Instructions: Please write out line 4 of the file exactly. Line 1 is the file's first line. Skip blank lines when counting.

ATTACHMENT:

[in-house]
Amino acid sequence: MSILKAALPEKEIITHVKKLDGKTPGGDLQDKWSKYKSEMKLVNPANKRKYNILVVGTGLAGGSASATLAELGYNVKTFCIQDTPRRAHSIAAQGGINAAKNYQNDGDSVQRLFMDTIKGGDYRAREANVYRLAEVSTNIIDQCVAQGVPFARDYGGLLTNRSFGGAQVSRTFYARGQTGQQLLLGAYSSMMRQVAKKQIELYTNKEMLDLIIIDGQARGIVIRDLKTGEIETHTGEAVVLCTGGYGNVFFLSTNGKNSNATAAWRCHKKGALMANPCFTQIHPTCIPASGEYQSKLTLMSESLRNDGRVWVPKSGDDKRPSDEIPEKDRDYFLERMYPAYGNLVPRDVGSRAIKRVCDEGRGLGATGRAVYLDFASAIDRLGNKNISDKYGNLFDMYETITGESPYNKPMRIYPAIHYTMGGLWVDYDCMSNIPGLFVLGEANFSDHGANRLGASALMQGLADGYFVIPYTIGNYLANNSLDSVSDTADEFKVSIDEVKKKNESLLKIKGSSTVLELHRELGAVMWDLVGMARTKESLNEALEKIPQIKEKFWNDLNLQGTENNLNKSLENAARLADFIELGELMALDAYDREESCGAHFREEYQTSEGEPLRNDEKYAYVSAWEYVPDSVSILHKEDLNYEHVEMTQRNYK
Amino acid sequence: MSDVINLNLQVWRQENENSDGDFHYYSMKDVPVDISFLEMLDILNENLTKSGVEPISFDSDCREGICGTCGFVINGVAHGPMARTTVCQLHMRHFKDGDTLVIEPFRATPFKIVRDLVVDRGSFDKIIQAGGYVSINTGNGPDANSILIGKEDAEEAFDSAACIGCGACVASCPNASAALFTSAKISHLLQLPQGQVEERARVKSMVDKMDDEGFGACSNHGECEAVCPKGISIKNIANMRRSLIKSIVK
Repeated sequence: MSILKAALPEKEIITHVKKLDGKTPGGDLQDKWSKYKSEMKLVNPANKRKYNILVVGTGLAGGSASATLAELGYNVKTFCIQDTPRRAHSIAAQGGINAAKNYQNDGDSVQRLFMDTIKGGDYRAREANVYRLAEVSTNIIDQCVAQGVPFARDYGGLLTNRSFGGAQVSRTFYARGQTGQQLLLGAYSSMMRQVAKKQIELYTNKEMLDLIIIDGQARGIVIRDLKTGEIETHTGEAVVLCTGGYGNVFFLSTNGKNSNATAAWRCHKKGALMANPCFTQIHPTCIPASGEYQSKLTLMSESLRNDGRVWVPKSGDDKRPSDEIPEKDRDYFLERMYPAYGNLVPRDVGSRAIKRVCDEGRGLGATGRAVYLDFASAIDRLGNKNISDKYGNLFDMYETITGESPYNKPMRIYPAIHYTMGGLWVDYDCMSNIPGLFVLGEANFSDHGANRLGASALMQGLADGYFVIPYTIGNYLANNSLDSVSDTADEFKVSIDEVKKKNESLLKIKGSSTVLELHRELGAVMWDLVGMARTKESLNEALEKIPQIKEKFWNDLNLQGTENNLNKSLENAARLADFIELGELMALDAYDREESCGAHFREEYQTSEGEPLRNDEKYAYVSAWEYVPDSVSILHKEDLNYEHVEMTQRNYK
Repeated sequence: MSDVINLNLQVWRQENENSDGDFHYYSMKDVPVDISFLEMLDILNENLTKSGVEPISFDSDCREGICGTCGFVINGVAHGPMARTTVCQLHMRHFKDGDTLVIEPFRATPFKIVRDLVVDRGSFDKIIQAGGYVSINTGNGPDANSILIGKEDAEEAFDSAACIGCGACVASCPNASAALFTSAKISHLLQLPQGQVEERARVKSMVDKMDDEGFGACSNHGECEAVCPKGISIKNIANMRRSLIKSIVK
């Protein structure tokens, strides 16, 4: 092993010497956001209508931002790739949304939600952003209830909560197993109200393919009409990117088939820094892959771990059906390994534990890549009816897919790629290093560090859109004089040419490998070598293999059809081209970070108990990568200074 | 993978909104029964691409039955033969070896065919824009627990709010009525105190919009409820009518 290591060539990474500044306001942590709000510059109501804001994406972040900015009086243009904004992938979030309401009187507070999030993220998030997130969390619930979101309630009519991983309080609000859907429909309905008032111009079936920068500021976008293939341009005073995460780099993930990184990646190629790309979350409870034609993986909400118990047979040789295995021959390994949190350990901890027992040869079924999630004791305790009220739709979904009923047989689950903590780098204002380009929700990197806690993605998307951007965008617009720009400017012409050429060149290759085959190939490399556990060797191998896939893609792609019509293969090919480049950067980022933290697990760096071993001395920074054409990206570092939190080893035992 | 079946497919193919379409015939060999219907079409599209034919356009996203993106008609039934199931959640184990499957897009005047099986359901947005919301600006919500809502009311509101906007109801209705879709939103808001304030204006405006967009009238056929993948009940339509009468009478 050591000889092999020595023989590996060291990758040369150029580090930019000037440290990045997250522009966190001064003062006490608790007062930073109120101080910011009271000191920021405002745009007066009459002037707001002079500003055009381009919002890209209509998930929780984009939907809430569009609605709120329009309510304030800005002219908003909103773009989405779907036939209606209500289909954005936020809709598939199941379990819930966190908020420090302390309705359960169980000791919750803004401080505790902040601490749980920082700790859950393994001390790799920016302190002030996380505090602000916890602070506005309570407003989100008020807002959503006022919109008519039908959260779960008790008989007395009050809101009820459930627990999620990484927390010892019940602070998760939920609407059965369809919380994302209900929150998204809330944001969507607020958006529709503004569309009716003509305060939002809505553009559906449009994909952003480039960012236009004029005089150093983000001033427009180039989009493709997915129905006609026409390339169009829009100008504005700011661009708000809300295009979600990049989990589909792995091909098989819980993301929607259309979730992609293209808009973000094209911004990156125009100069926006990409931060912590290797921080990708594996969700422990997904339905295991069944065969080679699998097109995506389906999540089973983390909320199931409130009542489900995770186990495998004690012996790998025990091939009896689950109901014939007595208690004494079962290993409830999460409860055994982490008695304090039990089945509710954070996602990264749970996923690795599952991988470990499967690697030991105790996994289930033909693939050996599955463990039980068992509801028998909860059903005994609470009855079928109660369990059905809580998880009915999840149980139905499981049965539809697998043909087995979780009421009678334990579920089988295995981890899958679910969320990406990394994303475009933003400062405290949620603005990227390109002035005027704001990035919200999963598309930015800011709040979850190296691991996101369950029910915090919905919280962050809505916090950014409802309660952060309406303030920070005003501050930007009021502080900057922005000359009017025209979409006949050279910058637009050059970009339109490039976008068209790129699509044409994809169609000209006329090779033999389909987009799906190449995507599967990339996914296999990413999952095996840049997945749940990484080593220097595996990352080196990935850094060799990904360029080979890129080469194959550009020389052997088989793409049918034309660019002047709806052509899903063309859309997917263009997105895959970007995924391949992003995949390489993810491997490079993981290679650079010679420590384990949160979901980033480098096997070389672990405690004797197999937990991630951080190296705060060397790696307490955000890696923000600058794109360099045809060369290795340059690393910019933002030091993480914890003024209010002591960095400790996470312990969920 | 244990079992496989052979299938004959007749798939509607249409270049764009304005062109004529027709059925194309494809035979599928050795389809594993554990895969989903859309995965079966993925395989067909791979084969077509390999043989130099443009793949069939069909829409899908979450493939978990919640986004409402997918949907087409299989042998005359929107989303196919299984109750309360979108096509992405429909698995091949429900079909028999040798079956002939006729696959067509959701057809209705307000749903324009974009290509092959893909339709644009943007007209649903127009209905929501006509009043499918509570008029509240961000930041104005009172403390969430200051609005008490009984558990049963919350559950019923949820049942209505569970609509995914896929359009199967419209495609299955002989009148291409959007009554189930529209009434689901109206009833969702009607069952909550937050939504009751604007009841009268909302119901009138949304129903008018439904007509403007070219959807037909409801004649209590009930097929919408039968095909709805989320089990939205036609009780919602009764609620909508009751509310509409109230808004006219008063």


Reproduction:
Repeated sequence: MSILKAALPEKEIITHVKKLDGKTPGGDLQDKWSKYKSEMKLVNPANKRKYNILVVGTGLAGGSASATLAELGYNVKTFCIQDTPRRAHSIAAQGGINAAKNYQNDGDSVQRLFMDTIKGGDYRAREANVYRLAEVSTNIIDQCVAQGVPFARDYGGLLTNRSFGGAQVSRTFYARGQTGQQLLLGAYSSMMRQVAKKQIELYTNKEMLDLIIIDGQARGIVIRDLKTGEIETHTGEAVVLCTGGYGNVFFLSTNGKNSNATAAWRCHKKGALMANPCFTQIHPTCIPASGEYQSKLTLMSESLRNDGRVWVPKSGDDKRPSDEIPEKDRDYFLERMYPAYGNLVPRDVGSRAIKRVCDEGRGLGATGRAVYLDFASAIDRLGNKNISDKYGNLFDMYETITGESPYNKPMRIYPAIHYTMGGLWVDYDCMSNIPGLFVLGEANFSDHGANRLGASALMQGLADGYFVIPYTIGNYLANNSLDSVSDTADEFKVSIDEVKKKNESLLKIKGSSTVLELHRELGAVMWDLVGMARTKESLNEALEKIPQIKEKFWNDLNLQGTENNLNKSLENAARLADFIELGELMALDAYDREESCGAHFREEYQTSEGEPLRNDEKYAYVSAWEYVPDSVSILHKEDLNYEHVEMTQRNYK